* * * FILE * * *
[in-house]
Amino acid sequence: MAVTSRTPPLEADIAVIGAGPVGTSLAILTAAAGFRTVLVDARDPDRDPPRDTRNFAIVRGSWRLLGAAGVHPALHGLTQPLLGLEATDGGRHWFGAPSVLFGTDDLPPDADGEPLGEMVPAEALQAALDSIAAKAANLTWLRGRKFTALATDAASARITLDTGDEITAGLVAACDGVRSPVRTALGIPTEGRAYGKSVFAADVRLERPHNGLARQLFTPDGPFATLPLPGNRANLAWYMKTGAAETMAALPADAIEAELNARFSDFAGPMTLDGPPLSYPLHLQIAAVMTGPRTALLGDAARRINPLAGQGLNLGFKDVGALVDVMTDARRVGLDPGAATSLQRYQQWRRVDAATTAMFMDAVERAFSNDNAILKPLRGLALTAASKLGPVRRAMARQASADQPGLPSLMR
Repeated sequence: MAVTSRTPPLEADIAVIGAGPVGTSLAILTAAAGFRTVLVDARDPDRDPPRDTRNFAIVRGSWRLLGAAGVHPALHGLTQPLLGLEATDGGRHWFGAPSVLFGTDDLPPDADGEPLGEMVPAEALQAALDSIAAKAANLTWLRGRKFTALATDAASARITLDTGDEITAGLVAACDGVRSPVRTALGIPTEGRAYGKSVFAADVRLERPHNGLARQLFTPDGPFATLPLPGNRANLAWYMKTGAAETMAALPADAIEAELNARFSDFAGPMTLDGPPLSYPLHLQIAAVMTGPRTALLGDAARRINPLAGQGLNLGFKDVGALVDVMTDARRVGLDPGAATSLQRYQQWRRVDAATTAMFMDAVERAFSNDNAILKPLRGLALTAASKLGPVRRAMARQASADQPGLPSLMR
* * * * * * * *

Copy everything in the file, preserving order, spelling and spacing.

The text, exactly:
[in-house]
Amino acid sequence: MAVTSRTPPLEADIAVIGAGPVGTSLAILTAAAGFRTVLVDARDPDRDPPRDTRNFAIVRGSWRLLGAAGVHPALHGLTQPLLGLEATDGGRHWFGAPSVLFGTDDLPPDADGEPLGEMVPAEALQAALDSIAAKAANLTWLRGRKFTALATDAASARITLDTGDEITAGLVAACDGVRSPVRTALGIPTEGRAYGKSVFAADVRLERPHNGLARQLFTPDGPFATLPLPGNRANLAWYMKTGAAETMAALPADAIEAELNARFSDFAGPMTLDGPPLSYPLHLQIAAVMTGPRTALLGDAARRINPLAGQGLNLGFKDVGALVDVMTDARRVGLDPGAATSLQRYQQWRRVDAATTAMFMDAVERAFSNDNAILKPLRGLALTAASKLGPVRRAMARQASADQPGLPSLMR
Repeated sequence: MAVTSRTPPLEADIAVIGAGPVGTSLAILTAAAGFRTVLVDARDPDRDPPRDTRNFAIVRGSWRLLGAAGVHPALHGLTQPLLGLEATDGGRHWFGAPSVLFGTDDLPPDADGEPLGEMVPAEALQAALDSIAAKAANLTWLRGRKFTALATDAASARITLDTGDEITAGLVAACDGVRSPVRTALGIPTEGRAYGKSVFAADVRLERPHNGLARQLFTPDGPFATLPLPGNRANLAWYMKTGAAETMAALPADAIEAELNARFSDFAGPMTLDGPPLSYPLHLQIAAVMTGPRTALLGDAARRINPLAGQGLNLGFKDVGALVDVMTDARRVGLDPGAATSLQRYQQWRRVDAATTAMFMDAVERAFSNDNAILKPLRGLALTAASKLGPVRRAMARQASADQPGLPSLMR